The Canon EF 50mm f/1.8 is a lens anyone with a camera should own. Although there are higher priced versions of the 50mm like the 1.4 and 1.2, the 1.8 is available to a much larger audience with its price of around $120. Why is the 50mm 1.8 such a great lens for anyone? Read on.

Fixed Focal Length

With a fixed focal length of 50mm, this lens is close to what the human eye will see – a natural perspective. Of course, this perspective is for a 50mm used on a full frame body such as the Canon 5D Mark II. When this lens is used on a crop body, like my Canon T2i, it is more like an 85mm on the standard 35mm (sensor) full frame format. Using a 35mm focal length lens on the T2i would give a more human eye-like perspective. Why do you need a 50mm? This is a great place to get started with a fixed focal length lens, meaning you can’t zoom in or out to frame your subject. To compensate for the lack of zoom, you have to do something else to compose your shot – MOVE YOUR FEET. This makes you much more aware of what you’re actually framing instead of just lazily zooming in an out and not moving. There are times when you just can’t move back any more and you would benefit from a shorter focal length lens, but most of the time you have the pleasure of moving anywhere you want!

Kori on the Trail

Low Light Performance

The standard kit lens has an aperture range of f/3.5-5.6. Even with an ISO of 6400 and a reasonable handheld shutter speed, this is just not going to cut it once the sun goes down. The image below was shot a concert with mediocre stage lighting, making it very difficult for just anyone to get a usable picture. This was shot at f/1.8, ISO 800, and a shutter speed of 1/320 of a second. This was more than enough speed to freeze the action of the guitarist. With higher ISO and a slower shutter speed, down to 1/80 for handheld with the 50mm, you could shoot in some really dark locations. Another great use of the 50mm is astrophotography.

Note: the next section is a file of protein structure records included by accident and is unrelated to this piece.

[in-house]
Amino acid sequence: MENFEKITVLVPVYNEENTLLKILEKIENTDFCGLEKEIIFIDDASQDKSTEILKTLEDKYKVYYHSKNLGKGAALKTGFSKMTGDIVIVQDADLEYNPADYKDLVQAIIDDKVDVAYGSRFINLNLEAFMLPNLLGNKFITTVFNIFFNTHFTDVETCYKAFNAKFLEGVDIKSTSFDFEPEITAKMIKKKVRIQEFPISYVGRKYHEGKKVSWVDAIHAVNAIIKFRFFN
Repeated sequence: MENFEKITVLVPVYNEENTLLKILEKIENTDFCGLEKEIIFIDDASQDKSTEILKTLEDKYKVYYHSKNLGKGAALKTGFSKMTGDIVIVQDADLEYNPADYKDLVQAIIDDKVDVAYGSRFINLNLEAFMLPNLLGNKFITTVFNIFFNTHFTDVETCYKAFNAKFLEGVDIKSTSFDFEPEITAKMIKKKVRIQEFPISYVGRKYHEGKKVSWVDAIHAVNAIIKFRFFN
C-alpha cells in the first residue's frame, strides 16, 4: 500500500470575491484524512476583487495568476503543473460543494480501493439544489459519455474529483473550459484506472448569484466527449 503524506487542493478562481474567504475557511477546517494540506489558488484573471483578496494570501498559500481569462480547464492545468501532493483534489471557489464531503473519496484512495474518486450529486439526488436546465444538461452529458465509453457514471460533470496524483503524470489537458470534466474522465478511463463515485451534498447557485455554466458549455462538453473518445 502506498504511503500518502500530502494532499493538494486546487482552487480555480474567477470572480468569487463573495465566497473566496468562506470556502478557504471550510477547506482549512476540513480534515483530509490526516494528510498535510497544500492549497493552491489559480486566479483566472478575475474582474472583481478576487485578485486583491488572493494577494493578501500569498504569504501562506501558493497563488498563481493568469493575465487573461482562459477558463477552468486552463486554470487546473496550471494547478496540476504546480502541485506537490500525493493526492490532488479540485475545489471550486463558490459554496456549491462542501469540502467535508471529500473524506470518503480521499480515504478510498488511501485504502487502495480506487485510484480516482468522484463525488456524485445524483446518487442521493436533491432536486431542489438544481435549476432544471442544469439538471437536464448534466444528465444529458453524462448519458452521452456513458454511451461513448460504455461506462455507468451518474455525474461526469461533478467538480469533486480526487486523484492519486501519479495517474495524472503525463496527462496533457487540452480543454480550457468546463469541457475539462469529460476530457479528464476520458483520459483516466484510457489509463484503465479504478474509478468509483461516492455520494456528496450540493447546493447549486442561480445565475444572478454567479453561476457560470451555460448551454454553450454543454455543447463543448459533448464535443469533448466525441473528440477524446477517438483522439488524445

Atlanta Rhythm Section

Astrophotography involves photographing the sky at night, capturing the stars, planets, or whatever UFOs you might find. Using the 50mm is great because you can use its wide aperture to capture the sky in a faster time and lower ISO than the standard kit lens.

You can search online for astrophotography settings for your camera, but here’s an example of what you can do. Some stars appear to be moving while others are still because of the way the stars revolve around the North Star. Using a longer shutter speed results in longer “star trails” because of the longer distance the stars travel in that time.

Canon T2i Astrophotography


Bokeh refers to the out of focus area in an image, as well as its quality. With the WIDE aperture of f/1.8 on this 50mm, you can get a REALLY shallow depth of field in the right circumstances. A wide aperture in combination with a close subject and distant background will result in just millimeters being in focus in your image. This portrait below has a background that is unrecognizable because the beach was so empty and everything was far away from the subject. The eyes are in focus, but going back in space, even the neck and hair are starting to blur.

Go out today and get your own 50mm lens today and see if it doesn’t change your outlook on photography! Check out the Canon EF 50mm f/1.8¬†on Amazon.